As a multifactorial etiologic condition, severity of acne vulgaris is associated not only with the presence of P. acnes and sebum production but also inflammation and proliferation of follicular keratin . Therefore, in this study, we found no correlation between acne severity grade with UVRF, which is known to indicate colonization of P. acnes and sebum level. Although it does not correlate with the severity of acne vulgaris, UVRF examination has been used in several studies to evaluate the efficacy of treatments [10, 12, 13]. Borelli et al. reported significant reduction in porphyrin fraction of patients with isotretinoin treatment in just 2 months after starting therapy and was associated with the clinical improvement . Lucchina et al. also reported the use of UVRF in evaluating clindamycin treatment on acne vulgaris patients which showed significant reduction in fluorescence after therapy . Even Pagnoni et al. suggested UVRF as an indicator of suppressive effect of benzoyl peroxide on P. acnes . However, further studies are required to confirm mechanism behind the reduction effect of treatment on UVRF, whether due to porphyrin depletion, inhibition activity against P. acnes and other microorganism, or decrease in sebum production.
As a multiple etiologic condition, the severity of acne vulgaris has no correlation with spot counts and percentage area covered with UVRF. Recent studies have shown the role of sebum production and colonization of P. acnes and S. epidermidis in the development of this follicular fluorescence. The role of digital fluorescence in the clinical and research evaluation of acne is still evolving, and further study may or may not prove it to be a useful tool moving forward.
All the data used to support the findings of this study are available from the corresponding author upon request.
Conflicts of Interest
The authors declare no conflicts of interest.
The study was self-funded by the authors. The authors would like to thank the staff of Department of Dermatology and Venereology, Faculty of Medicine, Universitas Sumatera Utara.
- H. Gollnick, W. Cunliffe, D. Berson et al., “Management of acne: a report from a global alliance to improve outcomes in acne,” Journal of the American Academy of Dermatology, vol. 49, no. 1, pp. S1–S37, 2003.
- R. A. Bojar and K. T. Holland, “Acne and propionibacterium acnes,” Clinics in Dermatology, vol. 22, no. 5, pp. 375–379, 2004.
- M. D. Farrar and E. Ingham, “Acne: inflammation,” Clinics in Dermatology, vol. 22, no. 5, pp. 380–384, 2004.
- N. Simpson and W. Cunliffe, “Disorders of the sebaceous glands,” in Rook’s Textbook of Dermatology, T. Burns, S. Breathnach, N. Cox et al., Eds., pp. 2123–2197, Blackwell Publishing, Oxford, UK, 2004.
- A. Zaenglein, E. Graber, D. Thiboutot, and J. Strauss, “Acne vulgaris and acneiform eruptions,” in Fitapatrick’s Dermatology in General Medicine, K. Wolff, L. Goldsmith, S. Katz et al., Eds., pp. 690–703, McGraw Hill, New York, NY, USA, 2008.
- H. Dobrev, “Fluorescence diagnostic imaging in patients with acne,” Photodermatology, Photoimmunology & Photomedicine, vol. 26, no. 6, pp. 285–289, 2010.
- M. Schaller, M. Loewenstein, C. Borelli et al., “Induction of a chemoattractive proinflammatory cytokine response after stimulation of keratinocytes with Propionibacterium acnes and coproporphyrin III,” British Journal of Dermatology, vol. 153, no. 1, pp. 66–71, 2005.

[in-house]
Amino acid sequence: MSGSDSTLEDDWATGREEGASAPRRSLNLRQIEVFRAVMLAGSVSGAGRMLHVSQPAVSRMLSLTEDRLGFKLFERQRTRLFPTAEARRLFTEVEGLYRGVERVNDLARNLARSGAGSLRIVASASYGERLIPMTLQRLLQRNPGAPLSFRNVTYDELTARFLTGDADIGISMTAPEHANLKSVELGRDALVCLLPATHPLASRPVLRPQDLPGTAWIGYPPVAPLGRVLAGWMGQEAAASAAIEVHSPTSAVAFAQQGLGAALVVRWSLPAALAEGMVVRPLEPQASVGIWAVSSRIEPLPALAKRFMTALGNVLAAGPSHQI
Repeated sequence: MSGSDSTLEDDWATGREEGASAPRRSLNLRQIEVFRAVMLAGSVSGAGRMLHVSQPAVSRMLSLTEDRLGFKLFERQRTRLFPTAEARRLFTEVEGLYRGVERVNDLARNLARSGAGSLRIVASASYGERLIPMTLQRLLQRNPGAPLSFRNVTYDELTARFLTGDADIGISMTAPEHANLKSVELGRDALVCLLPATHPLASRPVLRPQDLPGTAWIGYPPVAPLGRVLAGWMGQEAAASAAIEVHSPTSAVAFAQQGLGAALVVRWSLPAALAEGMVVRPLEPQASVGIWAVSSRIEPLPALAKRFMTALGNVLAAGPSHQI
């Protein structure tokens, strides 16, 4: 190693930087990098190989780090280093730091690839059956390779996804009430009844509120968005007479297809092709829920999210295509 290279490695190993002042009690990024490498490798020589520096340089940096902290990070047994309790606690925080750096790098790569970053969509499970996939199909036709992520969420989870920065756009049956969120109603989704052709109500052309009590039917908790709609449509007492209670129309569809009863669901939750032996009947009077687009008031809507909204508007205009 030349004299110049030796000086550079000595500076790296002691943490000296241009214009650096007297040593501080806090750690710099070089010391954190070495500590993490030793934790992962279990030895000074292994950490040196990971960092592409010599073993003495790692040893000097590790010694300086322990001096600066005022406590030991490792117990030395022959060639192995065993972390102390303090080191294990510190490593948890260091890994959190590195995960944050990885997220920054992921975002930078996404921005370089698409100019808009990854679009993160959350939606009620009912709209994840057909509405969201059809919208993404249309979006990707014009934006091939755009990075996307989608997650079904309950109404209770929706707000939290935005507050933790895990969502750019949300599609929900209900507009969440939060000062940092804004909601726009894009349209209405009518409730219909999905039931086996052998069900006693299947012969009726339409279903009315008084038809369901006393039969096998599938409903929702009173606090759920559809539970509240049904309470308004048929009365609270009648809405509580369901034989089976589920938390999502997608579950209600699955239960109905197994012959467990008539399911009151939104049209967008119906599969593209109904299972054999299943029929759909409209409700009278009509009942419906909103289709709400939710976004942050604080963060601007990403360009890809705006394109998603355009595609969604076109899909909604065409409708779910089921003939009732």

- D. Saint-Leger, A. Bague, E. Cohen, and M. Lchivot, “A possible role for squalene in the pathogenesis of acne. I. In vitro study of squalene oxidation,” British Journal of Dermatology, vol. 114, no. 5, pp. 535–542, 1986.
- H. H. Ahn, S. N. Kim, and Y. C. Kye, “Fluorescence digital photography of acne using a light-emitting diode illuminator,” Skin Research and Technology, vol. 12, no. 4, pp. 289–291, 2006.
- C. Borelli, K. Merk, M. Schaller et al., “In vivo porphyrin production by P. acnes in untreated acne patients and its modulation by acne treatment,” Acta Dermato-Venereologica, vol. 86, no. 4, pp. 316–319, 2006.
- K. J. McGinley, G. F. Webster, and J. J. Leyden, “Facial follicular porphyrin fluorescence: correlation with age and density of Propionibacterium acnes,” British Journal of Dermatology, vol. 102, no. 4, pp. 437–441, 1980.
- L. C. Lucchina, N. Kollias, R. Gillies et al., “Fluorescence photography in the evaluation of acne,” Journal of the American Academy of Dermatology, vol. 35, no. 1, pp. 58–63, 1996.
- A. Pagnoni, A. M. Kligman, N. Kollias, S. Goldberg, and T. Stoudemayer, “Digital fluorescence photography can assess the suppressive effect of benzoyl peroxide on Propionibacterium acnes,” Journal of the American Academy of Dermatology, vol. 41, no. 5, pp. 710–716, 1999.
- D. T. Xu, X. L. Qi, Y. Cui, and W. Liu, “The correlation of ultraviolet induced red fluorescence of hair follicles in the skin of acne vulgaris patients and acne inflammation severity,” The Chinese Journal of Dermatovenereology, vol. 2, pp. R758–R733, 2016.
- Y. Kim, T. Choi, S. Bae, U. Kang, and Y. Ro, “The clinical usefulness of portable digital skin fluorescence equipment in acne patients,” Korean Journal of Dermatology, vol. 46, pp. 889–895, 2008.
- E. O. Okoro, N. G. Bulus, and C. C. Zouboulis, “Study of facial sebum levels and follicular red fluorescence in patients with acne vulgaris in Nigeria,” Dermatology, vol. 232, no. 2, pp. 156–161, 2016.
- J. J. Leyden, K. J. McGinley, O. H. Mills, and A. M. Kligman, “Propionibacterium levels in patients with and without acne vulgaris,” Journal of Investigative Dermatology, vol. 65, no. 4, pp. 382–384, 1975.
- C. E. Cornelius and G. D. Ludwig, “Red fluorescence of comedones: production of porphyrins by Corynebacterium acnes,” Journal of Investigative Dermatology, vol. 49, no. 4, pp. 368–370, 1967.
- S. W. Youn, J. H. Kim, J. E. Lee, S. O. Kim, and K. C. Park, “The facial red fluorescence of ultraviolet photography: is this color due to Propionibacterium acnes or the unknown content of secreted sebum?” Skin Research and Technology, vol. 15, no. 2, pp. 230–236, 2009.
- D.-T. Xu, X.-L. Qi, Y. Cui, and W. Liu, “Absence or low density of Propionibacterium acnes in comedonal lesions of acne patients? A surface to inside study of skin fluorescence,” Experimental Dermatology, vol. 25, no. 9, pp. 721-722, 2016.
- D.-T. Xu, J.-N. Yan, W. Liu et al., “Is human sebum the source of skin follicular ultraviolet-induced red fluorescence? A cellular to histological study,” Dermatology, vol. 234, no. 1-2, pp. 43–50, 2018.
- L. Xin, W. Hong-Wei, W. Xiu-Li, and Z. Ling-Lin, “Inhibition of Staphylococcus epidermidis planktonic cells by 5-aminolevulinic acid based photodynamic therapy,” Chinese Journal of Dermatology, vol. 2012, pp. 865–869, 2012.
Copyright © 2019 Imam Budi Putra et al. This is an open access article distributed under the Creative Commons Attribution License, which permits unrestricted use, distribution, and reproduction in any medium, provided the original work is properly cited.